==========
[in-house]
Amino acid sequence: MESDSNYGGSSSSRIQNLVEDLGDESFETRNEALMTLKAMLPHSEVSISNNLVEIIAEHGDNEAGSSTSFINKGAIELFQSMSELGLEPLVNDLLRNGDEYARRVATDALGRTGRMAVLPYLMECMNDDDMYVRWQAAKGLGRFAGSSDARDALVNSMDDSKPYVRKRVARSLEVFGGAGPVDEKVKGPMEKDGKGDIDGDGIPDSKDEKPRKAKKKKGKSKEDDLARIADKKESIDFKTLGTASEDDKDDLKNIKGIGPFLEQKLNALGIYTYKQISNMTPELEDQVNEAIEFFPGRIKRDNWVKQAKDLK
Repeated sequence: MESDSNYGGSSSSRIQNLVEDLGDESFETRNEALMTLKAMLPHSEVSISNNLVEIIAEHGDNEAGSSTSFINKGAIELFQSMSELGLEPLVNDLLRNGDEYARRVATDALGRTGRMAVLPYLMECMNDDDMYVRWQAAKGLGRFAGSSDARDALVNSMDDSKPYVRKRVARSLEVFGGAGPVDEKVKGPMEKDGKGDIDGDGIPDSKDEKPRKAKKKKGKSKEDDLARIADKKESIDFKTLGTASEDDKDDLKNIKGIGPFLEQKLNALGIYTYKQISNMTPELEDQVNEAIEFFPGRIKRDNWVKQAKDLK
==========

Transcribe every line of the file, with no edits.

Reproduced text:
[in-house]
Amino acid sequence: MESDSNYGGSSSSRIQNLVEDLGDESFETRNEALMTLKAMLPHSEVSISNNLVEIIAEHGDNEAGSSTSFINKGAIELFQSMSELGLEPLVNDLLRNGDEYARRVATDALGRTGRMAVLPYLMECMNDDDMYVRWQAAKGLGRFAGSSDARDALVNSMDDSKPYVRKRVARSLEVFGGAGPVDEKVKGPMEKDGKGDIDGDGIPDSKDEKPRKAKKKKGKSKEDDLARIADKKESIDFKTLGTASEDDKDDLKNIKGIGPFLEQKLNALGIYTYKQISNMTPELEDQVNEAIEFFPGRIKRDNWVKQAKDLK
Repeated sequence: MESDSNYGGSSSSRIQNLVEDLGDESFETRNEALMTLKAMLPHSEVSISNNLVEIIAEHGDNEAGSSTSFINKGAIELFQSMSELGLEPLVNDLLRNGDEYARRVATDALGRTGRMAVLPYLMECMNDDDMYVRWQAAKGLGRFAGSSDARDALVNSMDDSKPYVRKRVARSLEVFGGAGPVDEKVKGPMEKDGKGDIDGDGIPDSKDEKPRKAKKKKGKSKEDDLARIADKKESIDFKTLGTASEDDKDDLKNIKGIGPFLEQKLNALGIYTYKQISNMTPELEDQVNEAIEFFPGRIKRDNWVKQAKDLK